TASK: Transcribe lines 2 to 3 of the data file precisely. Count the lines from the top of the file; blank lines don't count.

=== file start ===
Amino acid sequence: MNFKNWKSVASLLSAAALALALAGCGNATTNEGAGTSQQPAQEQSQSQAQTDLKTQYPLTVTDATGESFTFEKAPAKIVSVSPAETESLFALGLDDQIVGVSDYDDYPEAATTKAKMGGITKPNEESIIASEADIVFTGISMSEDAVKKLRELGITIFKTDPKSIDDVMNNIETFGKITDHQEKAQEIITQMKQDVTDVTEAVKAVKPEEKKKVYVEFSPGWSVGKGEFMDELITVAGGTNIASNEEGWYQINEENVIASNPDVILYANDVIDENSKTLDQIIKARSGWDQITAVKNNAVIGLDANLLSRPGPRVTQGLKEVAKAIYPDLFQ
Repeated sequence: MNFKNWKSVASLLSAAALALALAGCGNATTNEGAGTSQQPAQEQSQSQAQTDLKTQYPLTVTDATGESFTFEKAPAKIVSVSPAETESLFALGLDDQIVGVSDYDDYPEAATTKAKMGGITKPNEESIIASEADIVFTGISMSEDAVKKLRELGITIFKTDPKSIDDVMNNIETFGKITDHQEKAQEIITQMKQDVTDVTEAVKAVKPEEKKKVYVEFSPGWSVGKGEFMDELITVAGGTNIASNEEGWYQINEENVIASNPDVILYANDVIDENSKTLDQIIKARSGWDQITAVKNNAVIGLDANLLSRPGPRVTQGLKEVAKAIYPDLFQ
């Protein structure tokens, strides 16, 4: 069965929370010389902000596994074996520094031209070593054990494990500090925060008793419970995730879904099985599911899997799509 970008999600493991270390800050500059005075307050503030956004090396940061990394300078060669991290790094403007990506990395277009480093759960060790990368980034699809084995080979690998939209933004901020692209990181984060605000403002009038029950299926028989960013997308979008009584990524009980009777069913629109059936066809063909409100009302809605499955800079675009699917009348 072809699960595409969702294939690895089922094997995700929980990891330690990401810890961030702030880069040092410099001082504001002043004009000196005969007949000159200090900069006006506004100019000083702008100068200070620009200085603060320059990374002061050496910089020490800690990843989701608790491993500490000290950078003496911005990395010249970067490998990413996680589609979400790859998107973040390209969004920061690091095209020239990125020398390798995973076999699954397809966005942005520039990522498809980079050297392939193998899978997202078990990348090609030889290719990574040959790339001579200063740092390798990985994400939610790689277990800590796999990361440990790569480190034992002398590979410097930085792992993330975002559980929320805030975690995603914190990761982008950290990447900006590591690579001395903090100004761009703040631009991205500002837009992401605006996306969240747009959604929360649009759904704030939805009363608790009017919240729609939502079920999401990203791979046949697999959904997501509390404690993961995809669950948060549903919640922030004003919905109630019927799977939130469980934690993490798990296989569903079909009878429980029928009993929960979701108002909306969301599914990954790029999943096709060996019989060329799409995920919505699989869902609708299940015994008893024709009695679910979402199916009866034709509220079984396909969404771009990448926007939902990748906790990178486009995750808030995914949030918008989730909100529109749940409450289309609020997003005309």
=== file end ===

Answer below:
Repeated sequence: MNFKNWKSVASLLSAAALALALAGCGNATTNEGAGTSQQPAQEQSQSQAQTDLKTQYPLTVTDATGESFTFEKAPAKIVSVSPAETESLFALGLDDQIVGVSDYDDYPEAATTKAKMGGITKPNEESIIASEADIVFTGISMSEDAVKKLRELGITIFKTDPKSIDDVMNNIETFGKITDHQEKAQEIITQMKQDVTDVTEAVKAVKPEEKKKVYVEFSPGWSVGKGEFMDELITVAGGTNIASNEEGWYQINEENVIASNPDVILYANDVIDENSKTLDQIIKARSGWDQITAVKNNAVIGLDANLLSRPGPRVTQGLKEVAKAIYPDLFQ
């Protein structure tokens, strides 16, 4: 069965929370010389902000596994074996520094031209070593054990494990500090925060008793419970995730879904099985599911899997799509 970008999600493991270390800050500059005075307050503030956004090396940061990394300078060669991290790094403007990506990395277009480093759960060790990368980034699809084995080979690998939209933004901020692209990181984060605000403002009038029950299926028989960013997308979008009584990524009980009777069913629109059936066809063909409100009302809605499955800079675009699917009348 072809699960595409969702294939690895089922094997995700929980990891330690990401810890961030702030880069040092410099001082504001002043004009000196005969007949000159200090900069006006506004100019000083702008100068200070620009200085603060320059990374002061050496910089020490800690990843989701608790491993500490000290950078003496911005990395010249970067490998990413996680589609979400790859998107973040390209969004920061690091095209020239990125020398390798995973076999699954397809966005942005520039990522498809980079050297392939193998899978997202078990990348090609030889290719990574040959790339001579200063740092390798990985994400939610790689277990800590796999990361440990790569480190034992002398590979410097930085792992993330975002559980929320805030975690995603914190990761982008950290990447900006590591690579001395903090100004761009703040631009991205500002837009992401605006996306969240747009959604929360649009759904704030939805009363608790009017919240729609939502079920999401990203791979046949697999959904997501509390404690993961995809669950948060549903919640922030004003919905109630019927799977939130469980934690993490798990296989569903079909009878429980029928009993929960979701108002909306969301599914990954790029999943096709060996019989060329799409995920919505699989869902609708299940015994008893024709009695679910979402199916009866034709509220079984396909969404771009990448926007939902990748906790990178486009995750808030995914949030918008989730909100529109749940409450289309609020997003005309």